Danco Island provided a 360° view of one of Antarctica’s most stunning scenery in which all the passengers spent most of the morning landing taking in. Of course, Gentoo penguins greeted us along the way. We then cruised through the Neumayer Channel which also has comparable scenery and many braved the cold outside to enjoy it.
The afternoon included a visit to Port Lockroy which included a museum of an Antarctic research station. After touring the research station, a horrific thought came to my mind. What if I were to be stranded here for a winter? Sure, the cold and solitude would be a monumental challenge to overcome. I couldn’t rely on the reading material because I don’t like Readers Digest – the survival stories are a bit boring. The calendar on the wall is of a bunch of women dressed conservatively in bathing suits – must have been eye opening in the 1950’s. Worse of all was the main food staple was Marmite and Vegimite. I would rather be stranded at any other nations’ station for that sole reason. If you ever get the chance, tell your travel mate to load up his biscuit with a generous helping of vegemite and lift your feet up in the air.
Now, Ben and I have done our fair share of camping in the past, but to camp out on an Antarctica ice shelf provided a most unique experience. Due to some confusion during booking, Ben and I ended up using our own gear which allowed us to go, but made for one of the most miserable nights camping ever for me. After another rock-paper-scissors contest, I elected to choose the therm-a-rest/sleeping back/emergency blanket setup so I could sleep outside and look at the stars (if the clouds cleared out), and Ben ended up with his brand new 1-person tent. To quote Indiana Jones and the Last Crusade, “I chose poorly”. Catabolic winds, heavy snow fall, and a torn emergency blanket later, I found myself without wind protection, covered in snow, and 0° F air temperature. One positive that came out of not sleeping the entire night, was that I was awake when the never ending cloud cover finally broke around 3:30am and I enjoyed some fantastic star gazing against the silhouette of ice covered mountains.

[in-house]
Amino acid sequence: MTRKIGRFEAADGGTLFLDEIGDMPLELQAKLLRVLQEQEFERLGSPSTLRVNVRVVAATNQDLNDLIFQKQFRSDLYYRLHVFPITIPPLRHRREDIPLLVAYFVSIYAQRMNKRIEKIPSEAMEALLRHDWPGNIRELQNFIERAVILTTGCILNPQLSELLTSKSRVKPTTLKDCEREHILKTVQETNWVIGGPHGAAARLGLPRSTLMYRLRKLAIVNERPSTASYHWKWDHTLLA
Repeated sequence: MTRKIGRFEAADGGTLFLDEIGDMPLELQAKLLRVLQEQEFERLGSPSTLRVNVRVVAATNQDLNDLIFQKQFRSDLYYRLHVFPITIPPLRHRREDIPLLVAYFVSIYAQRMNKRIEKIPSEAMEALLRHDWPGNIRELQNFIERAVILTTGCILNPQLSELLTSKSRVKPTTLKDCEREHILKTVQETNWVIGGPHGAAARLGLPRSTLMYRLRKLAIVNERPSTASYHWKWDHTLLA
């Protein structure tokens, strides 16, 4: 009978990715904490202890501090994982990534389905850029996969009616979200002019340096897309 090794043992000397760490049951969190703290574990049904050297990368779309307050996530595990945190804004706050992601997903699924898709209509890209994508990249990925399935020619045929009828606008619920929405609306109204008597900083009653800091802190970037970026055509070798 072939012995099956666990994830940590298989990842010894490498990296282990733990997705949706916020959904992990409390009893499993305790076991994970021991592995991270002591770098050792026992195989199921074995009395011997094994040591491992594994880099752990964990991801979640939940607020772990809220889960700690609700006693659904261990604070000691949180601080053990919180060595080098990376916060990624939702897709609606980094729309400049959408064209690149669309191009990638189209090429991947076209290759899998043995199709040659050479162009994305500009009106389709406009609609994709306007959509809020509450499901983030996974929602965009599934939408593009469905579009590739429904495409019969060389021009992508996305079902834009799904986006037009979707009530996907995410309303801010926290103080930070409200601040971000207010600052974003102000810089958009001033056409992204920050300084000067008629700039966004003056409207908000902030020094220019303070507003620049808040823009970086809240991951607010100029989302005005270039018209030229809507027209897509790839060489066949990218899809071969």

SUN! For the first time on our trip, the sun finally appeared in the morning which made the second passage of Neumayer Channel quite amazing as we headed toward our morning landing spot of Cuverville Island. Just when you think you’ve seen just about everything one could on a trip, we were lucky enough to have another encounter with some more Leopard seals. Unlike our previous encounters where they attacked our zodiacs or tried to elude us, these Leopard seals were only focused on catching and killing Gentoo penguins, and there was not a shortage of opportunities to witness this act from close range. Kelp Gulls, Southern Giant Petrels, and Little Wilson’s Storm-Petrels soon appeared to pick up any remnants of what the Leopard seals left behind. We then made a shortened landing on the Island.
Our last excursion in the Melchoir Islands was what many of us on the boat expected we would have throughout the trip. Sleet, steady winds, and increasing seas made us appreciate how lucky we had been with the previous 10 days as we looked upon more Fur seals playing in the water.
It was then time to head home. We would spend the next two days heading back through the Drake Passage and Beagle Channel. Everyone on the ship was amped up from the excursion and trading contact information. The Ukraine was generous and opened his place up to anyone that wanted to travel to Kiev. Ben and I are going next summer after we clear it with the CIA. The Ukey was in the process of buying an Icebreaker ship to sail somewhere and the group thought it would be fun to have a reunion on it at some point. We figure that most of us will stay in touch and reconnect at some point given how amazing this experience was. The trip was successful because we had a great expedition staff, ideal weather conditions, and a great travel group.